A lot of the time I shoot events that I would usually attend even if I wasn’t working. A good music photographer has got to have an interest in their subjects and the wider community involved with the event, you’ll often find you take your best photographs when shooting something you care about and have a strong interest in.

What advice would you give to someone getting started?

Find out what music and events resonate with you, whether it be the type of music that is played, the artists on the lineups, or even the types of people who attend. After doing this you can begin to reach out and offer your photography services to the community you’re interested in. I also wouldn’t be too concerned about having specific equipment such as which camera or lenses you use.

Becoming comfortable and knowledgeable with your existing equipment is the key to everyone starting out. Be enthusiastic as well, when you meet people who have a real love for what they’re doing it creates a much better working environment.

Have you ever been starstruck when photographing someone? How do you overcome that?

I shot Pharrell Williams a few years ago at a festival and given there was limited pit access I was one of the only photographers shooting him up close. At the time I was pretty gassed to be there with my cameras and like in this instance, your adrenaline and excitement usually combat any nerves which prevent you from shooting.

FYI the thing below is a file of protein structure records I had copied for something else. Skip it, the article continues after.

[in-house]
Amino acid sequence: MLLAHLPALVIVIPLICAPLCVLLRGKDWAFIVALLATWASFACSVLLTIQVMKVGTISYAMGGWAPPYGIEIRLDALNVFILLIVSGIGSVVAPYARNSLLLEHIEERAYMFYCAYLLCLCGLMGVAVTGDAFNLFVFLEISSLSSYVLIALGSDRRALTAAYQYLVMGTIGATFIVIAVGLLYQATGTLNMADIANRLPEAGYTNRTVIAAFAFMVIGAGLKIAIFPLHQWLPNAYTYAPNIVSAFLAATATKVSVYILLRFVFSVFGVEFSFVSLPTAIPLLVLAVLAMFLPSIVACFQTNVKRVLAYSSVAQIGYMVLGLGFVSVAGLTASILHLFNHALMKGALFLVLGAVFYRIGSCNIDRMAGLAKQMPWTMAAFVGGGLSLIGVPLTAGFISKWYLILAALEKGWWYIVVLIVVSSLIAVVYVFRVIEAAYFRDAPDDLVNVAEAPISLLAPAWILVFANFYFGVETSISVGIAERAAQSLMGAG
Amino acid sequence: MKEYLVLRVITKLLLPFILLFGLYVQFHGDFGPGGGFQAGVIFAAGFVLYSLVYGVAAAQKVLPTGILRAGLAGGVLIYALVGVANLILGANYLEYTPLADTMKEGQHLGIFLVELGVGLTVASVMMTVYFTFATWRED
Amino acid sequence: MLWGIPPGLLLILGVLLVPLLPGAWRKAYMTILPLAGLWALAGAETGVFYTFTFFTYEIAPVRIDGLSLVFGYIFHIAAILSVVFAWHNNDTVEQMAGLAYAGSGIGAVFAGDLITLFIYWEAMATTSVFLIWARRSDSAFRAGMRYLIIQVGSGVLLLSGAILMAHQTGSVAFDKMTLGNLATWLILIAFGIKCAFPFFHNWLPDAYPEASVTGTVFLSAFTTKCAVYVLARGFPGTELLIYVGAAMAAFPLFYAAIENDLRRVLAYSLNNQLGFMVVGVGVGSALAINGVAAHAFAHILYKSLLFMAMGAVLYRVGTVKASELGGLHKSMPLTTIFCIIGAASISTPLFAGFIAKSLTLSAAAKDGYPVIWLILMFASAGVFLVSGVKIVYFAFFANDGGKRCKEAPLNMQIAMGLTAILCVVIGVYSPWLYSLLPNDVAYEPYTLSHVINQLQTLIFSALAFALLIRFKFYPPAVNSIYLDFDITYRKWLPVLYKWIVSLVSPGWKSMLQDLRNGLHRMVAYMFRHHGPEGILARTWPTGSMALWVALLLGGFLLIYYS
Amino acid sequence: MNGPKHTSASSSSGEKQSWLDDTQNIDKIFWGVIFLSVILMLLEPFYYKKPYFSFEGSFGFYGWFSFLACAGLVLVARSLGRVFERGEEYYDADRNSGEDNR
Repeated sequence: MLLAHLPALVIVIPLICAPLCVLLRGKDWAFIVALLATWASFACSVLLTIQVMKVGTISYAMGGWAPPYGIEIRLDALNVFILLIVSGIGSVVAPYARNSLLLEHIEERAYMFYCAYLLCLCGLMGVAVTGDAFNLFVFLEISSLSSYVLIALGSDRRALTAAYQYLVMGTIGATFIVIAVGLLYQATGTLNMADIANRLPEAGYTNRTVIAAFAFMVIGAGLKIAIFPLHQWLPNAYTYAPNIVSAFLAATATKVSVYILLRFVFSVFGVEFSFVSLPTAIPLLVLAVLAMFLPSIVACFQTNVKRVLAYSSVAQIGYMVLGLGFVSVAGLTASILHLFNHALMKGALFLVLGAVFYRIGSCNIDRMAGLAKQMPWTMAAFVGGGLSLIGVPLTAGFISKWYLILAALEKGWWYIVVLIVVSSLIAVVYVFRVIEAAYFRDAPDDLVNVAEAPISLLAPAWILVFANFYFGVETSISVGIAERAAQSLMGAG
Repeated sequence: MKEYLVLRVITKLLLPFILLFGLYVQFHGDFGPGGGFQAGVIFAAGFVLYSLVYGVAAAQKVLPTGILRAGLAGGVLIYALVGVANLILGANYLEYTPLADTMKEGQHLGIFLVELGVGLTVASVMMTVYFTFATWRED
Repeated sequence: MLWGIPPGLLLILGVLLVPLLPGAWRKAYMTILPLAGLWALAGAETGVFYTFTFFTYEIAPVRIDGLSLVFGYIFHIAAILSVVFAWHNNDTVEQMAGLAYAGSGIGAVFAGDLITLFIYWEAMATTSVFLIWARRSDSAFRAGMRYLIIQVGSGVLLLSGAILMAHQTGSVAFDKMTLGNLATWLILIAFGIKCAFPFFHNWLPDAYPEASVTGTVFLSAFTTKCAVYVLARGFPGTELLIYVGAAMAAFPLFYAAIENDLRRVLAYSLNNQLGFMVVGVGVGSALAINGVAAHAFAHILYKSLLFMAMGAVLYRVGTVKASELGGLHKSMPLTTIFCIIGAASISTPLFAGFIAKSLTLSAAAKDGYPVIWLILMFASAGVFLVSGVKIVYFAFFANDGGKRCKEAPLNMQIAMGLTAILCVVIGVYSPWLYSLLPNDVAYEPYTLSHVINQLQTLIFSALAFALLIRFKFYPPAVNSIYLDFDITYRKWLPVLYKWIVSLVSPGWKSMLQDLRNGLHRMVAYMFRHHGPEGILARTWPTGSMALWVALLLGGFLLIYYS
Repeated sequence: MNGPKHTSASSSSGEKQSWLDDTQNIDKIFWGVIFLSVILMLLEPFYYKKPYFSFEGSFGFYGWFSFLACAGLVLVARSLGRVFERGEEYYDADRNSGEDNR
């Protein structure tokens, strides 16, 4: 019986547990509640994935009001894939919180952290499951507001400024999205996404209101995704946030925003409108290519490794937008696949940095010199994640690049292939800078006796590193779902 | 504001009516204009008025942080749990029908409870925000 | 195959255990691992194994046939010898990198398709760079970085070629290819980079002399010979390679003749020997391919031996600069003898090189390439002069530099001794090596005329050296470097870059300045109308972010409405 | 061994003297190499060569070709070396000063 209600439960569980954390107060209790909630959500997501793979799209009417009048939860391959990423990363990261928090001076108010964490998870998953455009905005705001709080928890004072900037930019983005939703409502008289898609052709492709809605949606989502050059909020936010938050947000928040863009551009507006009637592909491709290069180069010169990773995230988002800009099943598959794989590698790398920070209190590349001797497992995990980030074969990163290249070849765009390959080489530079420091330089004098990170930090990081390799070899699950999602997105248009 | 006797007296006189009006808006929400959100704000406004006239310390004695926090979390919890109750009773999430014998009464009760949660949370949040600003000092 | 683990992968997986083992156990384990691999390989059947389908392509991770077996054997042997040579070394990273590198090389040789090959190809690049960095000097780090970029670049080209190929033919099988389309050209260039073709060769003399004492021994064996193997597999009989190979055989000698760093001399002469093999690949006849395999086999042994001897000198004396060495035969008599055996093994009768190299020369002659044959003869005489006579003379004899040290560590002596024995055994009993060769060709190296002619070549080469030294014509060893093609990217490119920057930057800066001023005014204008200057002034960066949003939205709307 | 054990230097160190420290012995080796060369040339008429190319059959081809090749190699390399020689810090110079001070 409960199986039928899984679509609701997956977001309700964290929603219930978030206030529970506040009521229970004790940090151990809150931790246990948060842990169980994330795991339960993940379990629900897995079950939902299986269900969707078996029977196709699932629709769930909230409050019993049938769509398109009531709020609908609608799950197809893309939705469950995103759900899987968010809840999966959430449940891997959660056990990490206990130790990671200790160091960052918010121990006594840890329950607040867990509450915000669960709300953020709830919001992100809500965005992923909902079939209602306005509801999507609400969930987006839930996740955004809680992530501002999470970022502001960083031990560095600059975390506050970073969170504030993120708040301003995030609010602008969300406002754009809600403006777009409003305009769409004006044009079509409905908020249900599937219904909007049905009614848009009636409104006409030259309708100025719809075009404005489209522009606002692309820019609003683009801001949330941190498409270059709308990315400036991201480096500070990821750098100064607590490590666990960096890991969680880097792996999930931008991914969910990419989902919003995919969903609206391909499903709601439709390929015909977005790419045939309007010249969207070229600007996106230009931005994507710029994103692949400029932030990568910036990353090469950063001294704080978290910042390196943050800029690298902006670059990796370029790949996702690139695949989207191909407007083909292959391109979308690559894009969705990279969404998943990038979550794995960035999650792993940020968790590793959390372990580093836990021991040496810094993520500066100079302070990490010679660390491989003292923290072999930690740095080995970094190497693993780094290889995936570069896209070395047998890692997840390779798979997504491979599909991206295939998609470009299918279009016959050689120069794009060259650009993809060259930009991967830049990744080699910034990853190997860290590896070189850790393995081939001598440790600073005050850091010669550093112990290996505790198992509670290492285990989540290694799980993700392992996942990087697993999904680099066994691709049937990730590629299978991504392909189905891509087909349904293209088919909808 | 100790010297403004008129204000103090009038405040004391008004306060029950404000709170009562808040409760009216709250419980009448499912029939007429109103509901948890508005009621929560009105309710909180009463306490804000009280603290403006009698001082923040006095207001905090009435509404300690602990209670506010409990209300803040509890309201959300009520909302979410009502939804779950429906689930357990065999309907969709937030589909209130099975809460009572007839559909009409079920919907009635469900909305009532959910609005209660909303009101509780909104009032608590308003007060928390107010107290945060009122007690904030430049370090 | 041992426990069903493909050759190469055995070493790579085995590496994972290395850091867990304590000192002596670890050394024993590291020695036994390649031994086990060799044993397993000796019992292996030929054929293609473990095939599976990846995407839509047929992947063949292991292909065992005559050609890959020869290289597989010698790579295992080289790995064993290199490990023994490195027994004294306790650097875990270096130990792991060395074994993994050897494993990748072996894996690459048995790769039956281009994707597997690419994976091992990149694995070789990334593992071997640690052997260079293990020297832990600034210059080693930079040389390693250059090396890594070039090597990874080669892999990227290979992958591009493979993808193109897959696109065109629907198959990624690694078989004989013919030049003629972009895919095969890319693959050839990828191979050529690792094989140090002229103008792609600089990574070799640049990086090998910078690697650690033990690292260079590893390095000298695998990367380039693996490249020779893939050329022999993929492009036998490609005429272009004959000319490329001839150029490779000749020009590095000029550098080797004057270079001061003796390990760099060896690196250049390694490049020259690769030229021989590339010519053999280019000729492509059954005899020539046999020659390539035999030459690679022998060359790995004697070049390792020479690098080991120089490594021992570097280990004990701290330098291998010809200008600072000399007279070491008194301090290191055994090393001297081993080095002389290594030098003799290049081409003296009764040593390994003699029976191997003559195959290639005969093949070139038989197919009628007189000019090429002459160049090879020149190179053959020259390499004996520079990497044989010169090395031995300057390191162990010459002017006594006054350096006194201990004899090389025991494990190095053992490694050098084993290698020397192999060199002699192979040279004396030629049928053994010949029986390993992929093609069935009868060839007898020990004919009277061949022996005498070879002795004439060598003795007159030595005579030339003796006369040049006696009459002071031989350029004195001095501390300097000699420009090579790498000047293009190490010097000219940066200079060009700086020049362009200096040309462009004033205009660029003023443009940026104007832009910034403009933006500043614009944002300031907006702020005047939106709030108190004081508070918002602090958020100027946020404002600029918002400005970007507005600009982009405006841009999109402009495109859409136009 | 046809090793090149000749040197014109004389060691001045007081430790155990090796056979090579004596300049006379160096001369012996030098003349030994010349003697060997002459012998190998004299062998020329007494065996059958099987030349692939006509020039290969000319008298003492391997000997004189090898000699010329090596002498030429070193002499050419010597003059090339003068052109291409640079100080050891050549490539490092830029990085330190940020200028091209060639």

Who is someone, alive or dead, you’d love to photograph?

Benji B

I’ve listened to Benji’s Radio 1 show for many years and he’s always been a big inspiration coming from the music and fashion world. His longstanding club night Deviation, which he co-runs with Judah, brings together some incredible people from creative scenes around the world, and I’ve been fortunate to shoot many of these events.

However, I’d love to shoot Benji in a studio environment one day, rather than a club.

How did it feel to be nominated in the Abbey Road Studios Music Photography Awards 2022?

It was a real highlight of 2022 for me. Having recognition from the industry that I work within was a great feeling and I’m grateful to Abbey Road Studios for initiating these awards.

The opportunity to share an evening with photographers and other creatives whom I wouldn’t usually have the chance of meeting was a real bonus as well. It was also pretty mad seeing my photograph printed on the walls outside Abbey Road Studios too!

What have you been doing since the awards? And what do you hope is next?

I co-run a photography collective called Khroma Collective and between April and September 2022 we shot 16 festivals, in the UK and Europe. So that kept me pretty busy...Aside from festivals, I have had my photographs published in Mixmag's recent book about dance music culture, and a few magazine features, and I shot an album cover for my friend Jordon A.K.A. Mall Grab, for his debut album.

Next, I want to get out of my comfort zone somewhat and start shooting more portraiture but keeping the subjects related to the music industry. Artists and collectives that inspire me are something I want to try and shoot more of.
Don't forget to head to the official MPAs website to get a comprehensive overview of all the participants, nominations and winners. Also, follow us on Instagram at @abbeyroadmpa for more MPAs related content.

To keep up with Rob, follow him on Instagram at @hirobjones and his website.